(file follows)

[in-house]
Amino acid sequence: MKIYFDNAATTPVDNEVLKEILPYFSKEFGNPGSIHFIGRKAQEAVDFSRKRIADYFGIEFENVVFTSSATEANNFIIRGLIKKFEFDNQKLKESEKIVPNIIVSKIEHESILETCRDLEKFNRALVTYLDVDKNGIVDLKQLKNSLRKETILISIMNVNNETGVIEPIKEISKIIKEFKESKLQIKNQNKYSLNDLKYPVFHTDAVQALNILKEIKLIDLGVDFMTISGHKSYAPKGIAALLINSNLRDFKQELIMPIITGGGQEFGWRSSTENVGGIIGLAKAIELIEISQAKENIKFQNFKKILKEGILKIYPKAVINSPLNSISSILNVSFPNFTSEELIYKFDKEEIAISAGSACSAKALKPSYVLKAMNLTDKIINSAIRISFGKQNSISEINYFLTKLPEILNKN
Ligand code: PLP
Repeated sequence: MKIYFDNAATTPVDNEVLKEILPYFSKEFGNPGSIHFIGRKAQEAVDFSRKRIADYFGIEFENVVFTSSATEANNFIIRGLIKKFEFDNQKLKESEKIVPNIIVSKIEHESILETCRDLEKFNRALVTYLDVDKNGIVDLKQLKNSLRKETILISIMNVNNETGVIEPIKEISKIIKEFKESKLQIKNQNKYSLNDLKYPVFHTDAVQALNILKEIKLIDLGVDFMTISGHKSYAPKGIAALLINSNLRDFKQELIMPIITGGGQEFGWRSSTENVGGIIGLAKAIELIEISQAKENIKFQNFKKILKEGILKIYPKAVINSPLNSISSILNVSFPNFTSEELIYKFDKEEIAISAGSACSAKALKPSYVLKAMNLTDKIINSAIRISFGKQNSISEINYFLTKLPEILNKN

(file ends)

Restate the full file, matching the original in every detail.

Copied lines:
[in-house]
Amino acid sequence: MKIYFDNAATTPVDNEVLKEILPYFSKEFGNPGSIHFIGRKAQEAVDFSRKRIADYFGIEFENVVFTSSATEANNFIIRGLIKKFEFDNQKLKESEKIVPNIIVSKIEHESILETCRDLEKFNRALVTYLDVDKNGIVDLKQLKNSLRKETILISIMNVNNETGVIEPIKEISKIIKEFKESKLQIKNQNKYSLNDLKYPVFHTDAVQALNILKEIKLIDLGVDFMTISGHKSYAPKGIAALLINSNLRDFKQELIMPIITGGGQEFGWRSSTENVGGIIGLAKAIELIEISQAKENIKFQNFKKILKEGILKIYPKAVINSPLNSISSILNVSFPNFTSEELIYKFDKEEIAISAGSACSAKALKPSYVLKAMNLTDKIINSAIRISFGKQNSISEINYFLTKLPEILNKN
Ligand code: PLP
Repeated sequence: MKIYFDNAATTPVDNEVLKEILPYFSKEFGNPGSIHFIGRKAQEAVDFSRKRIADYFGIEFENVVFTSSATEANNFIIRGLIKKFEFDNQKLKESEKIVPNIIVSKIEHESILETCRDLEKFNRALVTYLDVDKNGIVDLKQLKNSLRKETILISIMNVNNETGVIEPIKEISKIIKEFKESKLQIKNQNKYSLNDLKYPVFHTDAVQALNILKEIKLIDLGVDFMTISGHKSYAPKGIAALLINSNLRDFKQELIMPIITGGGQEFGWRSSTENVGGIIGLAKAIELIEISQAKENIKFQNFKKILKEGILKIYPKAVINSPLNSISSILNVSFPNFTSEELIYKFDKEEIAISAGSACSAKALKPSYVLKAMNLTDKIINSAIRISFGKQNSISEINYFLTKLPEILNKN